The COVID-19 pandemic has challenged the way we conduct business, and in key states, changed how private sector voting is conducted. In states where e-voting has been adopted for private sector elections, here are some important lessons.
Private Sector Voting and Its Challenges
Many private sector organizations, including community associations, have multiple elections throughout the year. They can be as simple as electing its Board of Directors, or as complex as changing the association bylaws and and increasing dues assessments. Regardless of the election, community associations must follow state laws that govern election protocol from member notification through ballot tabulation.
COVID-19 and Its Impact
During COVID-19, community associations had the opportunity to challenge assumptions about how their meetings and elections should be conducted. Community associations, especially Homeowners Associations (HOAs), became masters of the virtual meeting. Members were able to attend meetings virtually from the comfort of their home and participate in association issues they may have missed due to work or other obligations. Community and association managers began noticing an increase in participation and attendance at meetings. These forward-looking managers decided it was wise to add e-voting to their virtual meetings so they could enfranchise as many of their members as possible.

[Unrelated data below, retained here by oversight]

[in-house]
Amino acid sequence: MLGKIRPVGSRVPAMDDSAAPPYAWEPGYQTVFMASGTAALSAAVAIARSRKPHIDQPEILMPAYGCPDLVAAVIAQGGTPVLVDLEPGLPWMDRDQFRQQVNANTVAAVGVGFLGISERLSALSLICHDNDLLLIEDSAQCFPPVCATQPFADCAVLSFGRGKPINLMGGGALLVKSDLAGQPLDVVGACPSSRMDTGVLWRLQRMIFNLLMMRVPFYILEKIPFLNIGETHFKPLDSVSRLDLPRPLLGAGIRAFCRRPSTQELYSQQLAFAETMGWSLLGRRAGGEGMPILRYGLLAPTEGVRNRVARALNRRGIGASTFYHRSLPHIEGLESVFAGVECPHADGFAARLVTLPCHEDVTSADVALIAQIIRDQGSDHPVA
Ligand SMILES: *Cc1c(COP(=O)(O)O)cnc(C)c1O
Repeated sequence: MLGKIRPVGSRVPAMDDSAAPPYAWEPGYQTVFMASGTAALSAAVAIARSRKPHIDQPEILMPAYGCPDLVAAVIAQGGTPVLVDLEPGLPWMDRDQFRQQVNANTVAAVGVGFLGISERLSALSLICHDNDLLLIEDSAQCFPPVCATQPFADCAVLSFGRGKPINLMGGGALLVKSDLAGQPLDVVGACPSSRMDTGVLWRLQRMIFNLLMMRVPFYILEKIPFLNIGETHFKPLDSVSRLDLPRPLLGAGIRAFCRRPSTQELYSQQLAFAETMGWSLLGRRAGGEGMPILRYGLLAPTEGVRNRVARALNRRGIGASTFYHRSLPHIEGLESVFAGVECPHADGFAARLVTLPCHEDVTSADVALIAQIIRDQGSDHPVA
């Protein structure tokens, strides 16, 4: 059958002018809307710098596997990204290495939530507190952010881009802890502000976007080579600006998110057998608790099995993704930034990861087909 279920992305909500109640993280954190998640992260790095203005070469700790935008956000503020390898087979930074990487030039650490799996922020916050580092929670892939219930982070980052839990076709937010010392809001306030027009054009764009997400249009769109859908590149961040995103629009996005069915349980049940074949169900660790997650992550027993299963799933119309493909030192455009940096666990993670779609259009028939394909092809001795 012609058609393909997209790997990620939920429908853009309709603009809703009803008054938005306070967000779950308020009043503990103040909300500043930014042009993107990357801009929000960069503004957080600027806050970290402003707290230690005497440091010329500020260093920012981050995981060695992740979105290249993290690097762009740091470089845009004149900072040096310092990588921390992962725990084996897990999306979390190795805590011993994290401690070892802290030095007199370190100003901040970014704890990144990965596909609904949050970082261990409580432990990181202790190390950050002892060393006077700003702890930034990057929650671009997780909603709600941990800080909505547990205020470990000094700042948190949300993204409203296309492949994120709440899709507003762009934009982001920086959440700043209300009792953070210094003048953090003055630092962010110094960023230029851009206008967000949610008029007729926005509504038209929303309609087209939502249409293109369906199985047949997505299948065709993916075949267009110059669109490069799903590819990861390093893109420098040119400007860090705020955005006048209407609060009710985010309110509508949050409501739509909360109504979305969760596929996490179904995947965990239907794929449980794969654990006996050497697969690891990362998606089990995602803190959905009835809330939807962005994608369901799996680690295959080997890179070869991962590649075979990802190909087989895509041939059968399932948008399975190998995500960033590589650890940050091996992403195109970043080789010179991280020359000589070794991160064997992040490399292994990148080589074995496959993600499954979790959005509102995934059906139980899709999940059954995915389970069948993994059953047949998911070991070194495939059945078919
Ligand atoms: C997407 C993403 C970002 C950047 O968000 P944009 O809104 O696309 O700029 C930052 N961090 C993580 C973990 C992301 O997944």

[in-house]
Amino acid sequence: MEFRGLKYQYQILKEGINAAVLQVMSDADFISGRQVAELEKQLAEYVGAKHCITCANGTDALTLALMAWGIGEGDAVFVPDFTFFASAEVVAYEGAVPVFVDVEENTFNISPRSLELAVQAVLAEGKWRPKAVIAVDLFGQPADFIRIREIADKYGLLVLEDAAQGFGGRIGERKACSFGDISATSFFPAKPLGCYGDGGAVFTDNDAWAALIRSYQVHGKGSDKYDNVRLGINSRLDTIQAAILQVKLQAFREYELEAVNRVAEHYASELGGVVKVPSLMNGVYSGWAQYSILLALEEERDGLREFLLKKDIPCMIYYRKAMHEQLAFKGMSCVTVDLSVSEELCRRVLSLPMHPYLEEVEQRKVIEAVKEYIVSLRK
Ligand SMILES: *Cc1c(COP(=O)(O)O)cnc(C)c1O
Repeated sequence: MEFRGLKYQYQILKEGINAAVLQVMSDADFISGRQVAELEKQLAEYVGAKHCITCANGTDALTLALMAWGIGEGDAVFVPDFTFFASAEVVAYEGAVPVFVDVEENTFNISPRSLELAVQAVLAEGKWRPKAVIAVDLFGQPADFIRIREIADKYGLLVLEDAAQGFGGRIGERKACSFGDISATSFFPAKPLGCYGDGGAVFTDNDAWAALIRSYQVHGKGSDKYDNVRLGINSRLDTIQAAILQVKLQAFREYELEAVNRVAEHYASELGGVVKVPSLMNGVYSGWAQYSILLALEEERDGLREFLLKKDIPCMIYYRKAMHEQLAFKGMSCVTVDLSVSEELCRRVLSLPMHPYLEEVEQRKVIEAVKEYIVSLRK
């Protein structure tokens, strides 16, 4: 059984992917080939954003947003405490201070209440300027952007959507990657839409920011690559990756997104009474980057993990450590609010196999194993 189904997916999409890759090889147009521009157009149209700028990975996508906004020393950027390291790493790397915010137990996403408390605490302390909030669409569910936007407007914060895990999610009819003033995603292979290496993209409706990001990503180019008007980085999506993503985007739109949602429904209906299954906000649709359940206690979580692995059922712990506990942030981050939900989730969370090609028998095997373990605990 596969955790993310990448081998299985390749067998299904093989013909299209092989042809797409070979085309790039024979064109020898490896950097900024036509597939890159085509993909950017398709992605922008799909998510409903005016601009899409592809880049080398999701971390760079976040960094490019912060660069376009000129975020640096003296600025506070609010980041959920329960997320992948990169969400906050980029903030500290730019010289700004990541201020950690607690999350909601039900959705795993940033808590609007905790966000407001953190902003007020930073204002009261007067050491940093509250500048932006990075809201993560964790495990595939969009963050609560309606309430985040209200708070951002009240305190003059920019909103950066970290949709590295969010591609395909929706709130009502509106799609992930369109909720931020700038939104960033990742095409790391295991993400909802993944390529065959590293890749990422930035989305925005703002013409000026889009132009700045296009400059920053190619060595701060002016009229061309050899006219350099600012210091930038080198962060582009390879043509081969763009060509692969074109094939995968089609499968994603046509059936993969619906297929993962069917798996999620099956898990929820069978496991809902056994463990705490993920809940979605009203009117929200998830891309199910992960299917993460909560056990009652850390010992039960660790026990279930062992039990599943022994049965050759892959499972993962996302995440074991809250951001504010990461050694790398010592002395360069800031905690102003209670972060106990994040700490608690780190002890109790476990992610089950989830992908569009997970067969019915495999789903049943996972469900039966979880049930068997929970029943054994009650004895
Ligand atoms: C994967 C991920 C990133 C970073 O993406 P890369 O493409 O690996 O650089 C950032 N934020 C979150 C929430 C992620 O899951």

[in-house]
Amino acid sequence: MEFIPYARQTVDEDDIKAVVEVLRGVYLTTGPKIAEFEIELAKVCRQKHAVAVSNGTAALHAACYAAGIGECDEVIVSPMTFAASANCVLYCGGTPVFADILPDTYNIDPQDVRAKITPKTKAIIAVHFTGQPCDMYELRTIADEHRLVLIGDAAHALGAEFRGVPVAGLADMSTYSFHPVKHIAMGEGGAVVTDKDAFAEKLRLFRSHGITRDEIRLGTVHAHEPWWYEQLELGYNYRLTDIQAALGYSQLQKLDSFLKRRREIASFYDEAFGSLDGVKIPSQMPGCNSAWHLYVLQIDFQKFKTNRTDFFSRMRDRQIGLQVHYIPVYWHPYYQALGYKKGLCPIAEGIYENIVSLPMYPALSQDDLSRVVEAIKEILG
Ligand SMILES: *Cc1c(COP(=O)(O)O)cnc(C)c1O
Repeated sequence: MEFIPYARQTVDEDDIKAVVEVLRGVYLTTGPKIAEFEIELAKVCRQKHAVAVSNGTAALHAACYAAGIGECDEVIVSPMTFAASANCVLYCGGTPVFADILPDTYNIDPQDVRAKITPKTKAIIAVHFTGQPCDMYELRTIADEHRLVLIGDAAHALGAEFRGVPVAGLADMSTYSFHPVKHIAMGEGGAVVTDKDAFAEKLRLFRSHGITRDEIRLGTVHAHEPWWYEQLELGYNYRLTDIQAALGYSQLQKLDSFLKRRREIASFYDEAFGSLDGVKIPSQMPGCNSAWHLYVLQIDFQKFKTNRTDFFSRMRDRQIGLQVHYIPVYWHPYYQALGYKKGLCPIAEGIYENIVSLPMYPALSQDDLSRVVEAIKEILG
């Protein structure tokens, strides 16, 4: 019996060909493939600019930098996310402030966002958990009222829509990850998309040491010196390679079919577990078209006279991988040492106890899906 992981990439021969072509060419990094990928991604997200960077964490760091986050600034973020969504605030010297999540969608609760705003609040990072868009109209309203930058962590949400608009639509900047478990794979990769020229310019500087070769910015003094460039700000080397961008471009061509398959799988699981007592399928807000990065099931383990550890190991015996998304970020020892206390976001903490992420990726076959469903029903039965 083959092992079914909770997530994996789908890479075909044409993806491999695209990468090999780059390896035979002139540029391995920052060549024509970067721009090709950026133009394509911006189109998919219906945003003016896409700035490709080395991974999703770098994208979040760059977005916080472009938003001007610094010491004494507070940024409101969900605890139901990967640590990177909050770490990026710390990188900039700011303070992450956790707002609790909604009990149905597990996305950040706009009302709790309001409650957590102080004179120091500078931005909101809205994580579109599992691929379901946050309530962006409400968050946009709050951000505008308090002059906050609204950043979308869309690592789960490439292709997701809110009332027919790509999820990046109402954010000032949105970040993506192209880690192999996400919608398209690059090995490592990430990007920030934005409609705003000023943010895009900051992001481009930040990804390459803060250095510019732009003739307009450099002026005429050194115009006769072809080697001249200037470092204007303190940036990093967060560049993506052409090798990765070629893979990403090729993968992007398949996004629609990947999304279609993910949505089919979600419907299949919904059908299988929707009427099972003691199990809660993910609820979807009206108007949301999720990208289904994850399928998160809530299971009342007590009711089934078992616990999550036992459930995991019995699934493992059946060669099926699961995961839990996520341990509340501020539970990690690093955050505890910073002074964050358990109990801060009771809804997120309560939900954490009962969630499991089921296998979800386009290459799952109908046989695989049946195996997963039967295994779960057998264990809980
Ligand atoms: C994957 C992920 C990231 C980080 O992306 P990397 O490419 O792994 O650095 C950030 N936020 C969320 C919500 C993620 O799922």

State Laws Keep Up With E-Voting Demand
Many states instituted executive orders to allow for private sector entities to meet and vote virtually during COVID-19. This opened many possibilities for community associations to meet quorum requirements and voting threshold percentages. Fortunately, many of the states that started with e-voting laws as a "stop-gap" measure while the country was social distancing, have turned their executive orders to state law. Community associations showed the positive direction of e-voting and states are following.
States Allow For E-Voting in Private Sector Elections
Multiple states already have e-voting laws on their books and hopefully, more will adopt e-voting measures in the 2023 legislative session. In Massachusetts, Illinois, Montana, and New York, their laws have been changed to allow e-voting and virtual meetings.
The Community Association Institute (CAI), which provides its over 40,000 worldwide members with information on CA and HOA best practices, sees e-voting as having the potential to increase owner interest and participation in their association issues. That translates to achieving meeting quorums, voting percentage thresholds, and filling nomination slates.
Benefits For Community Members
Ballots can be made into many language versions
Access for people with limited time to get their ballots in
Access for people with disabilities
Conveniently vote from anywhere
Enfranchising all voters especially through paper ballots on demand if permitted
Benefits For Board Members
Accelerated time to results
Independent authority running the process end-to-end ensures accurate vote counting
Reducing printed materials while maintaining the ability for election audits
Cost-effective and labor efficient